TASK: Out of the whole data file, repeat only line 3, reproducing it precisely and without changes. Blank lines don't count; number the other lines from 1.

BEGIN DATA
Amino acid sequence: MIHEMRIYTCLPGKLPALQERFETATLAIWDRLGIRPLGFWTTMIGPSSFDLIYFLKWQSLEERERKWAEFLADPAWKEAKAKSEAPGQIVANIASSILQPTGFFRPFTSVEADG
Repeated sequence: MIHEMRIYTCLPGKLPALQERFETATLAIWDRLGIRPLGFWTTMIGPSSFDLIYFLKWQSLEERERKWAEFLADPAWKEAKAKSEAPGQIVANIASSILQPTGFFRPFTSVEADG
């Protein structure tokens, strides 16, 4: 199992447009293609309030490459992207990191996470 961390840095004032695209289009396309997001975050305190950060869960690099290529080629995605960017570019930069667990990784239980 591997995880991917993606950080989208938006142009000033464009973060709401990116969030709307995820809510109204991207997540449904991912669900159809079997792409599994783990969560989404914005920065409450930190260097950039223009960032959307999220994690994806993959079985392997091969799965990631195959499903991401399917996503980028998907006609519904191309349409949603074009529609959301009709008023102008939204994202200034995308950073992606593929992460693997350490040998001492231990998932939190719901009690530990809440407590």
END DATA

């Protein structure tokens, strides 16, 4: 199992447009293609309030490459992207990191996470 961390840095004032695209289009396309997001975050305190950060869960690099290529080629995605960017570019930069667990990784239980 591997995880991917993606950080989208938006142009000033464009973060709401990116969030709307995820809510109204991207997540449904991912669900159809079997792409599994783990969560989404914005920065409450930190260097950039223009960032959307999220994690994806993959079985392997091969799965990631195959499903991401399917996503980028998907006609519904191309349409949603074009529609959301009709008023102008939204994202200034995308950073992606593929992460693997350490040998001492231990998932939190719901009690530990809440407590």